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A Beginning of Global Governance - #1 in a series
Prophetic Signs that we are in the End Times
The Earth Charter's Spiritual Agenda - #2 in a Series
The New Age Influence at the United Nations - #3 in a Series
Jesus is the Messiah Prophesied in the Old Testament
Like a Thief in the Night - The Rapture of the Church
The Coming War of Gog and Magog, an Islamic Invasion?
Muslim, Jewish, and Christian Prophecy Comparison
The Millennial Kingdom
There will be False Christs
Is the E.U. the Revived Roman Empire?
Should We Study End-Time Prophecy?
Apostasy and the Laodicean Dilemma
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Hindu Scripture


The Hindu scriptures are massive, and were written between 1400 B.C. and A.D. 500.  The oldest of the Hindu scriptures is the Veda, which literally means “wisdom” or “knowledge.”  The Vedas contain hymns, prayers, and ritual texts composed from about 1400 to about 400 B.C.

The Upanishads are a collection of writings composed between 800-600 B.C.  Over one hundred of them still exist.  These writings marked a definite change from the sacrificial humans and magic formulas in the Vedas, to the mystical ideas about man and the universe – specifically the Brahman, and the atman (the self or soul).  The Upanishads had a great influence on Gautama Buddha, the founder of Buddhism.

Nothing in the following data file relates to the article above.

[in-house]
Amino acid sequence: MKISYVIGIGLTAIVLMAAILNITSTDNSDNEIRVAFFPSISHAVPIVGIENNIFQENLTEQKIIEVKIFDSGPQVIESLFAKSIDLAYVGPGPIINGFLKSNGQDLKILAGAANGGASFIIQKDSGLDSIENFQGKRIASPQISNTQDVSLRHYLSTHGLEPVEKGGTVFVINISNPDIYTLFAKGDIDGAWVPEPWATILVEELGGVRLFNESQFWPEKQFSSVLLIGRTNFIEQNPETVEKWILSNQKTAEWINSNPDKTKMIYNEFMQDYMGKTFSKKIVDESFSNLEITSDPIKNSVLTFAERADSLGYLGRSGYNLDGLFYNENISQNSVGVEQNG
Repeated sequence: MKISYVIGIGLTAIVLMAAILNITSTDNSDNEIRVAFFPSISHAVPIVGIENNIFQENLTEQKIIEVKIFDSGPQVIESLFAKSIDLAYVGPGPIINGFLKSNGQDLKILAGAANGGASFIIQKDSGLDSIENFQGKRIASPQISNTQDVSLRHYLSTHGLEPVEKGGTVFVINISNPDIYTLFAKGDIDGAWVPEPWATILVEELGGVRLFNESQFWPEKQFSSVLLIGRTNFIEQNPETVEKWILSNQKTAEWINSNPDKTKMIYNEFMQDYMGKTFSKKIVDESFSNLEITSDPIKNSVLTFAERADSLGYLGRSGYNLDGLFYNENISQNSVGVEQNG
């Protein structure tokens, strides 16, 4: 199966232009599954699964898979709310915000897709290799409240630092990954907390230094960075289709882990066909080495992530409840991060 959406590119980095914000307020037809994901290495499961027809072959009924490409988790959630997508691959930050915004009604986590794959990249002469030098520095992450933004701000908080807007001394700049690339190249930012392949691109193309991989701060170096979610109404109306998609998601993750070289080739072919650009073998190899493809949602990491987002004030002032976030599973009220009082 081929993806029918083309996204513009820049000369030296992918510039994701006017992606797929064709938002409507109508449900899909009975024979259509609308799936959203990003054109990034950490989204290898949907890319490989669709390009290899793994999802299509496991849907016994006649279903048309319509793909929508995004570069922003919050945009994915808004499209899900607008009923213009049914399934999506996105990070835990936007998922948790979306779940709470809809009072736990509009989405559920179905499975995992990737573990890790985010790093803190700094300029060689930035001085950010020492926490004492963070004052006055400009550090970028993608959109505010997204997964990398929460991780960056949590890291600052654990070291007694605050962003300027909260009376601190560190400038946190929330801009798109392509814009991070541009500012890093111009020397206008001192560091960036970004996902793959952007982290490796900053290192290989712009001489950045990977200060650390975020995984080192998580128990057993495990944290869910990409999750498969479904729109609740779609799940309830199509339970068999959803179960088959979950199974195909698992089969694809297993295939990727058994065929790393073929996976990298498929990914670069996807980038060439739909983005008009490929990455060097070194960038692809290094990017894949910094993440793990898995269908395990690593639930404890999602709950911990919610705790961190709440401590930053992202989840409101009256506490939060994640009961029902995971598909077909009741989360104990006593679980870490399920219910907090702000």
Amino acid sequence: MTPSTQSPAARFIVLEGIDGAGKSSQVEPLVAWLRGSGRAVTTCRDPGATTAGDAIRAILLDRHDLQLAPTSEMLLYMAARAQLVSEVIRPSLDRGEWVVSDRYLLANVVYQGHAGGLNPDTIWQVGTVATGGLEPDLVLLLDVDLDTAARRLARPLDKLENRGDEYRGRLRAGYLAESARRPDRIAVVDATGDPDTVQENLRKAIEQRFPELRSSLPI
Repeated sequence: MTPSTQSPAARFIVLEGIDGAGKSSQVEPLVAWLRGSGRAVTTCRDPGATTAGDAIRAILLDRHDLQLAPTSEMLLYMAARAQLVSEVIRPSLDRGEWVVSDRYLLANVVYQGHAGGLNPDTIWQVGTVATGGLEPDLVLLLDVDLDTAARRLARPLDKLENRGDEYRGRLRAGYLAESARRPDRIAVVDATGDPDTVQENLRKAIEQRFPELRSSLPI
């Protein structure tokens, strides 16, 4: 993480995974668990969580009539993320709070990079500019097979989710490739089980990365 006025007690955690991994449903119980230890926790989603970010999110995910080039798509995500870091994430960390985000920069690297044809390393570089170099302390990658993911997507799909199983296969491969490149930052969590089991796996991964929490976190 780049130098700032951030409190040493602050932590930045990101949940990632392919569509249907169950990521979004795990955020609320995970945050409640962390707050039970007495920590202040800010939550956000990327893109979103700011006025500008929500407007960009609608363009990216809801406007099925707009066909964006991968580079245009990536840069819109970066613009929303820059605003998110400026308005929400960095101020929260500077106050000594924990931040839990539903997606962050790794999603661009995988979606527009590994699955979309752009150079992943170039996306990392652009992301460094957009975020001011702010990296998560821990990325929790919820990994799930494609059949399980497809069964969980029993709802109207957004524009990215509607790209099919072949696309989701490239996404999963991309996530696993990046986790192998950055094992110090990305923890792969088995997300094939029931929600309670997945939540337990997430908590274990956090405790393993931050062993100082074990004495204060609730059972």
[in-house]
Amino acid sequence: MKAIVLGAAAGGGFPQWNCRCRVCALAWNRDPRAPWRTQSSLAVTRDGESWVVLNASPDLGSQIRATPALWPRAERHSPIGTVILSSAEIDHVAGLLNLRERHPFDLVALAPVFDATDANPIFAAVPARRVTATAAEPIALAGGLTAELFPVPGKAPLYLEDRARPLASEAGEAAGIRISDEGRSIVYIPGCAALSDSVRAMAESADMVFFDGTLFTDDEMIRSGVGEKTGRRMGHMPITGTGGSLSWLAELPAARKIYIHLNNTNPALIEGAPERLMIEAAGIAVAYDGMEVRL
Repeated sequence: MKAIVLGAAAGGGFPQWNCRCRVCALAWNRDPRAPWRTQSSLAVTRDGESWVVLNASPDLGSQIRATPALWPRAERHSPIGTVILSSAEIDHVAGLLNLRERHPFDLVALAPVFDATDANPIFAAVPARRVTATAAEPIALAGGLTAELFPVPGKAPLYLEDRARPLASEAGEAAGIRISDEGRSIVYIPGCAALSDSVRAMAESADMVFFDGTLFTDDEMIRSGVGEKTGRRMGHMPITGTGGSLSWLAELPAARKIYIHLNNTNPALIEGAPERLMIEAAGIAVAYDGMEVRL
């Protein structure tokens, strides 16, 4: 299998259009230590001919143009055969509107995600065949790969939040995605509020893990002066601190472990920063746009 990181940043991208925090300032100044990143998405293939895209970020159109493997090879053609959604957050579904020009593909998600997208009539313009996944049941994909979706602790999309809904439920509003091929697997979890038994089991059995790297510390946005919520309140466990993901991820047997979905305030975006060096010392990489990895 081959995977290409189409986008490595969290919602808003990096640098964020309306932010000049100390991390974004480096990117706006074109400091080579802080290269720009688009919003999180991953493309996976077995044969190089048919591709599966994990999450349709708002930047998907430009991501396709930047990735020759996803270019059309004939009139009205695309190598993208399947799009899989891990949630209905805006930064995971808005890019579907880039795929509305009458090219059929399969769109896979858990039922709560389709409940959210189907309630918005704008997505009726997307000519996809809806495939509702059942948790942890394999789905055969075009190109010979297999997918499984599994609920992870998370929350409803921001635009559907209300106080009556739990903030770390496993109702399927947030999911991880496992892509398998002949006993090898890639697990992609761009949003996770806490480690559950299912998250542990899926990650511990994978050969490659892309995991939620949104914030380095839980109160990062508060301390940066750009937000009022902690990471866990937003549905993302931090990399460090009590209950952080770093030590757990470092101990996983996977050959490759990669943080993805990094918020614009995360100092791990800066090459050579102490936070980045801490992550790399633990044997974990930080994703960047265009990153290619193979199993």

The Ramayana is one of the two major epic tales of India, the other being the Mahabharata.  A sage-poet named Valmiki wrote the Ramayana. The work consists of 24,000 couplets based upon the life of Rama, a righteous king who was supposedly an incarnation of the God Vishnu.  The Mahabharata is the second epic.  It is an the story of the deeds of Aryan clans, and consists of some 100,000 verses and was composed over an 800-year period beginning about 400 B.C. Contained within this work is a great classic, the Bhagavad Gita, or the "Song of the Blessed Lord."

The Bhagavad Gita is not only the most sacred book of the Hindus, but it is also the best known and the most read of all Indian works in the entire world, despite the fact it was added late to the Mahabharata, sometime in the first century A.D.  The story revolves around man's duty, which, if carried out, will bring nothing but sorrow. The significance this story has on Hindu belief is its endorsement of bhakti, or devotion to a particular god, as a means of salvation, since Arjuna, the story's main character, decides to put his devotion to Vishnu above his own personal desires. The Gita ends with Arjuna devoted to Vishnu and ready to kill his relatives in battle.


Hinduism Index


Hindu Beliefs


The Christian Response to Hinduism